Measuring the accurate great white shark weight for most specimens can be a difficult task, and larger great whites can be elusive as they typically spend most of their time at depths of more than 400 meters. Throughout the years, scientists have captured and measured several large specimens of great whites, some of which weighed several tons, while measuring more than 12 feet in length.
According to great white shark weight measurements performed on many individuals caught in the past few decades, great whites can measure anything from 1-2 meter long juveniles, to huge 6-meter, 4,000-pound adult specimens. On average, males are estimated to measure about 4 meters in length with weights of over 1,500-2,000 lbs., while females are larger by about a meter and weighing up to 2,500 lbs. Since great whites can live for up to 70 years and feed on large mammals, they are estimated to be capable of much more impressive growth rates as well.
Many people believe that great white sharks are the largest in their family. The largest species of shark, however, is the whale shark. The difference is not as big as some might believe, what with the largest whale sharks measuring 12-14 meters in length and weighing up to 20 tons not being uncommon. Great white sharks, however, are built to be tougher and more resilient, their razor sharp teeth and remarkable agility making them one capable of feeding on large marine mammals and fish.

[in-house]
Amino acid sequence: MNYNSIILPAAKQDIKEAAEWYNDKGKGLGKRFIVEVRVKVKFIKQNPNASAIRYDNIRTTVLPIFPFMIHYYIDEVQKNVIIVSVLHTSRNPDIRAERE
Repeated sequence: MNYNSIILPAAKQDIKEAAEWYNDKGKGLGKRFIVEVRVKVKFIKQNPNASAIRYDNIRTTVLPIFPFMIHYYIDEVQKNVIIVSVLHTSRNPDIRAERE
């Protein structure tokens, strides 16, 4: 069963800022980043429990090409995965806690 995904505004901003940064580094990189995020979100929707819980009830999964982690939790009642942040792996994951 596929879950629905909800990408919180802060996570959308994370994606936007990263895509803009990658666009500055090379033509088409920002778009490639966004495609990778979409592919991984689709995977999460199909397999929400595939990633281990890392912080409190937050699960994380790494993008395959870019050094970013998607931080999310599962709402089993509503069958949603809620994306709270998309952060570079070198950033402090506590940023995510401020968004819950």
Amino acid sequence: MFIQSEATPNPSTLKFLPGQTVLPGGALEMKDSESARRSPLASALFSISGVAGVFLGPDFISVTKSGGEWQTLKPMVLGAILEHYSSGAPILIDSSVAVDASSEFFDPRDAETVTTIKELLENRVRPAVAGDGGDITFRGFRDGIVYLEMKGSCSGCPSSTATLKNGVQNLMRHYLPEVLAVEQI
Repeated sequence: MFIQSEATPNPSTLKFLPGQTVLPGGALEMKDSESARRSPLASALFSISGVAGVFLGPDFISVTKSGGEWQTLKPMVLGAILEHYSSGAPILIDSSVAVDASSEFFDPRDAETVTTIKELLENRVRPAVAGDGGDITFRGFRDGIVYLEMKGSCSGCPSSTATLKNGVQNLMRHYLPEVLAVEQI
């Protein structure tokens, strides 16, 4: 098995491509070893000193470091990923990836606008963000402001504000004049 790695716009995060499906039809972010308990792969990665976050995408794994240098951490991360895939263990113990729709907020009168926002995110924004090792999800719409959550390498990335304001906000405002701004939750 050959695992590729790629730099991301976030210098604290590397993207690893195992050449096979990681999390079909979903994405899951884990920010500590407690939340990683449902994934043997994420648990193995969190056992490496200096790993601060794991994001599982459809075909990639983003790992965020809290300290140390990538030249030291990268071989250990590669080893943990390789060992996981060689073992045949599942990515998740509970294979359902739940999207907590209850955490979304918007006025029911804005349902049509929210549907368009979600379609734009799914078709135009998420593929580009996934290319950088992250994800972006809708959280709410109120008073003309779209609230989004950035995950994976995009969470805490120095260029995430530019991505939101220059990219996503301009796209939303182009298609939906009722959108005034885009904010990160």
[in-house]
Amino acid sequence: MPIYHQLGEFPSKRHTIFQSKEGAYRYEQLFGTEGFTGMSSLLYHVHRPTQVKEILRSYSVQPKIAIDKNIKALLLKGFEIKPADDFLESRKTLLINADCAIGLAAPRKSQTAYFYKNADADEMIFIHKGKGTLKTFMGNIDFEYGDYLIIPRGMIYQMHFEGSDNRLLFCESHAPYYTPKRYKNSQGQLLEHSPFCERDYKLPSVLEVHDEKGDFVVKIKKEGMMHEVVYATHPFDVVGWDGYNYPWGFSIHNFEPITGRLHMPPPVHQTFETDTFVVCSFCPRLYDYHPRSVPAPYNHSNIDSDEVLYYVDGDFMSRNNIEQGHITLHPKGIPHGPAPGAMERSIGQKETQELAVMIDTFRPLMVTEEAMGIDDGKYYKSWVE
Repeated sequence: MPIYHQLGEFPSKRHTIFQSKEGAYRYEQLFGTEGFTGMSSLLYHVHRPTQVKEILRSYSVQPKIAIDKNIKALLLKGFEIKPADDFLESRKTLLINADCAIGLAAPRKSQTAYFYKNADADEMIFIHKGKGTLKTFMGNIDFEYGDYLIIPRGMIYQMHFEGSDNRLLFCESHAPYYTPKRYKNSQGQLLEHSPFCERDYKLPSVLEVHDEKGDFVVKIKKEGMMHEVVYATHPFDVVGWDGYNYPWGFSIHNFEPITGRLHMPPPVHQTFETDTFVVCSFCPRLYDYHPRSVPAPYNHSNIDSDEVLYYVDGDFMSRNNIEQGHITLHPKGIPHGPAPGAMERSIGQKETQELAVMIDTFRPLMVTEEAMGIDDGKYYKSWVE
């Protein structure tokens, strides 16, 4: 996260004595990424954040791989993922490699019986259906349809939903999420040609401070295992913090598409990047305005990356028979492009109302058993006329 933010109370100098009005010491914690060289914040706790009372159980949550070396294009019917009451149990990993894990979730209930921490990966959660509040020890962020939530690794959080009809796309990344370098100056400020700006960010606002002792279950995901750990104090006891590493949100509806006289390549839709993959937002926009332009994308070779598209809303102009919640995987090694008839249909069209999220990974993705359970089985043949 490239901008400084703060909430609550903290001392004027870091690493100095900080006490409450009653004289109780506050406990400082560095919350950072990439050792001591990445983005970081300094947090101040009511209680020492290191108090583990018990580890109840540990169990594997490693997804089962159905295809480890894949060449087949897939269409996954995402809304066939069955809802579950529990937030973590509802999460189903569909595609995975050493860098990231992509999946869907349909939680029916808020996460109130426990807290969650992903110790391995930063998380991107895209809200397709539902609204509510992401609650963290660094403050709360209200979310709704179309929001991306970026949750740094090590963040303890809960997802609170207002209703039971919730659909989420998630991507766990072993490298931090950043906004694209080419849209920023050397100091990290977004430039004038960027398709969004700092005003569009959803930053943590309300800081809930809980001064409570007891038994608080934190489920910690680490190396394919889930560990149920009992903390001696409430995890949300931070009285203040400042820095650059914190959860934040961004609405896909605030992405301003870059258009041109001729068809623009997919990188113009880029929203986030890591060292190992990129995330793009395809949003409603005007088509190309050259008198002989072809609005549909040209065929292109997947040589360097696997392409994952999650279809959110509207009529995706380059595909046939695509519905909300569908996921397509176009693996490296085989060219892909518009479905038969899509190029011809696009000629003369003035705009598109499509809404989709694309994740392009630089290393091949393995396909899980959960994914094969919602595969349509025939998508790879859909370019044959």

One of the major problem in pinpointing the exact size and weight of a shark is that these creatures are made largely of water. As a result, larger specimens can dry out if captured and held outside a tank. One of the largest great whites ever caught was a 23-foot individual shark found off the coast of Malta, in the Mediterranean, in 1987. However, the specimen’s size and weight were seen as exaggerated by the scientific community. Another case was that of a great white of “mythical” proportions claimed to have eaten a large, 12-foot member of its own species in South Africa. A more relevant case was that of an accurately measured 20-foot female found close to Canada’s Prince Edward Island. Great white shark weight measurement data showed that the specimen weighed about 4,300 lbs.